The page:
Treatment options for relapsing-remitting MS include injectable multiple sclerosis medications which include:
- Beta interferons. These kinds of medications are among the most commonly prescribed multiple sclerosis medications. They’re injected under the skin or into muscle and reduce the frequency and severity of relapses. You will need blood tests to monitor your liver enzymes as liver damage is a possible side effect of interferon use. People who take interferons can develop neutralizing antibodies that could reduce drug effectiveness.
- Glatiramer acetate (Glatopa, Copaxone). This multiple sclerosis medication can help block your immune system from attacking myelin and has to be injected beneath the skin.
Oral treatments include:
- Fingolimod (Gilenya). This is a once-daily oral multiple sclerosis medication reduces the rate of relapse.
Your heart will have to be monitored for six hours after your first dose as your heartbeat may be slowed.
- Dimethyl fumarate (Tecfidera). This is a twice-daily oral multiple sclerosis medication that can reduce relapses. Side effects could include nausea, flushing, diarrhea, and lowered white blood cell count.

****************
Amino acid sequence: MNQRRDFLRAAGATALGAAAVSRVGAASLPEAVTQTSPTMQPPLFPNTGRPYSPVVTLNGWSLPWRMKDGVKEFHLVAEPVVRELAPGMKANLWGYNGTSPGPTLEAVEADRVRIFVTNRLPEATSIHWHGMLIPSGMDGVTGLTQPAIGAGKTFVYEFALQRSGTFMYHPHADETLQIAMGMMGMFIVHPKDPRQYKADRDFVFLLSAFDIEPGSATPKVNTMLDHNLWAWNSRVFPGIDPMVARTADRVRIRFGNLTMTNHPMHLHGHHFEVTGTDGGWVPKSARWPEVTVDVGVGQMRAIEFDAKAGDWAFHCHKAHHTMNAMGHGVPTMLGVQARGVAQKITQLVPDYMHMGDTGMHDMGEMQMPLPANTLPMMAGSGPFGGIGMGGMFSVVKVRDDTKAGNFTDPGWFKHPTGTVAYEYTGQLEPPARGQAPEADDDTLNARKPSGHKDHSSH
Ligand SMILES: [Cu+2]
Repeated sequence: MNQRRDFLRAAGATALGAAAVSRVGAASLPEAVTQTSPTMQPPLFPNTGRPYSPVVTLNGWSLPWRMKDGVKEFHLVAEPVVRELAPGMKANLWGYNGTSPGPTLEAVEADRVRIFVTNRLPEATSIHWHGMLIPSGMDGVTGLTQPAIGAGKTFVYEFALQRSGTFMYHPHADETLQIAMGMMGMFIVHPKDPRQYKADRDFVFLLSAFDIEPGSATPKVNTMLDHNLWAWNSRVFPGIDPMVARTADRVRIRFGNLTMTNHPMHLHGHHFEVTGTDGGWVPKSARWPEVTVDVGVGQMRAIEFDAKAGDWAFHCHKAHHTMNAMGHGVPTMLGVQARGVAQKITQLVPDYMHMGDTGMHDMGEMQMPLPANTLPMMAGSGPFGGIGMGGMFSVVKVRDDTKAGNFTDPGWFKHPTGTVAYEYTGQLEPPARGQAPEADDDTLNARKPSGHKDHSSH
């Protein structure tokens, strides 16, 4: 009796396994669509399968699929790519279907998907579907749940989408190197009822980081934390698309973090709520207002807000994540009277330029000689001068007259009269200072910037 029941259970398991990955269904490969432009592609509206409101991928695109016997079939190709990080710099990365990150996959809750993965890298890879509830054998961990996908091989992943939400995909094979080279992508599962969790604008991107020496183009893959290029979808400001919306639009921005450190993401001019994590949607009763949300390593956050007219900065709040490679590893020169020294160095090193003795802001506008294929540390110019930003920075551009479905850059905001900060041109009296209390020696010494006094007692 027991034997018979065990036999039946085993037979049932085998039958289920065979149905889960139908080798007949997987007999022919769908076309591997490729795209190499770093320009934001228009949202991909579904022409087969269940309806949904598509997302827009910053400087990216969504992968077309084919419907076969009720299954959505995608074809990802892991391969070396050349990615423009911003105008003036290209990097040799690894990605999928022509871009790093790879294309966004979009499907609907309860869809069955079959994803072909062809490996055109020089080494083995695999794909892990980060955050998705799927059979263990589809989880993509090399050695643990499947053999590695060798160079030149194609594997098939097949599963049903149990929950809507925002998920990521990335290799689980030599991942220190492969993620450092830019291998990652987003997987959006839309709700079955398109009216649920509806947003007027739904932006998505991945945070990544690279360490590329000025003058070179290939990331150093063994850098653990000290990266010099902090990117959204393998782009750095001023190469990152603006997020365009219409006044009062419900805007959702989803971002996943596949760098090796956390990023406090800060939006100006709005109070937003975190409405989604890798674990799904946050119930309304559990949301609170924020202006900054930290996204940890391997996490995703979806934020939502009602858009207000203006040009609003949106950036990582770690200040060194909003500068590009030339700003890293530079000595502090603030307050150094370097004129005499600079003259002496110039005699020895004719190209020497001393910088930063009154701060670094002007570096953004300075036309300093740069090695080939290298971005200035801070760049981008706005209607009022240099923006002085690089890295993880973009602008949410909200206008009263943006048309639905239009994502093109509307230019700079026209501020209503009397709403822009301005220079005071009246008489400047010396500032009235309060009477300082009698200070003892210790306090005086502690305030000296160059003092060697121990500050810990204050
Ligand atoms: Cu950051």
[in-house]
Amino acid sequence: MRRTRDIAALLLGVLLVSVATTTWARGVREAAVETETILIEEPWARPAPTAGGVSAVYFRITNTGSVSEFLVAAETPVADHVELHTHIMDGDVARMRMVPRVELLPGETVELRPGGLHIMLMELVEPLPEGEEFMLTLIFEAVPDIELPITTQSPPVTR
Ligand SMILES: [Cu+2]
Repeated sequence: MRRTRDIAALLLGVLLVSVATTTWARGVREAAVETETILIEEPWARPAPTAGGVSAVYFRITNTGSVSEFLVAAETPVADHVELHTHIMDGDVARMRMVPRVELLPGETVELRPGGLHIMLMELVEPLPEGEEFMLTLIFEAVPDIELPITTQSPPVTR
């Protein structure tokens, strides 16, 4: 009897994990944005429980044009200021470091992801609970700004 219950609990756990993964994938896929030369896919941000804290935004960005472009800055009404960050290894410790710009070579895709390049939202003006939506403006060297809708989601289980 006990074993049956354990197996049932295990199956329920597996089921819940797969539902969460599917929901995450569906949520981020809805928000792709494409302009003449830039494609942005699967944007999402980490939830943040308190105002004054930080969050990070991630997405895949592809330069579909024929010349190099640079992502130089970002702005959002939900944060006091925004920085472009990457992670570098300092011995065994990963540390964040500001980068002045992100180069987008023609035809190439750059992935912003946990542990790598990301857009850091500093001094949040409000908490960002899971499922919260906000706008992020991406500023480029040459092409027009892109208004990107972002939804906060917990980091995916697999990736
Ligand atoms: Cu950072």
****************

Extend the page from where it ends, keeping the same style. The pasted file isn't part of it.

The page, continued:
- Teriflunomide (Aubagio). This once per day oral multiple sclerosis medication may reduce relapse rate. Teriflunomide may cause liver damage and hair loss as well as other side effects. It is harmful to a developing fetus and shouldn’t be used by someone who may become pregnant and are not using appropriate contraception.
- Siponimod (Mayzent). Research has shown that this once per day oral multiple sclerosis medication can reduce relapse rate as well as help slow the progression of MS. It’s also approved for secondary-progressive MS. The possible side effects include viral infections, low white blood cell count, and liver problems. Other possible side effects include headaches, changes in heart rate, as well as vision problems. Siponimod is harmful to fetuses, so women who could become pregnant should use contraception when taking this medication and for 10 days after stopping using this multiple sclerosis medication.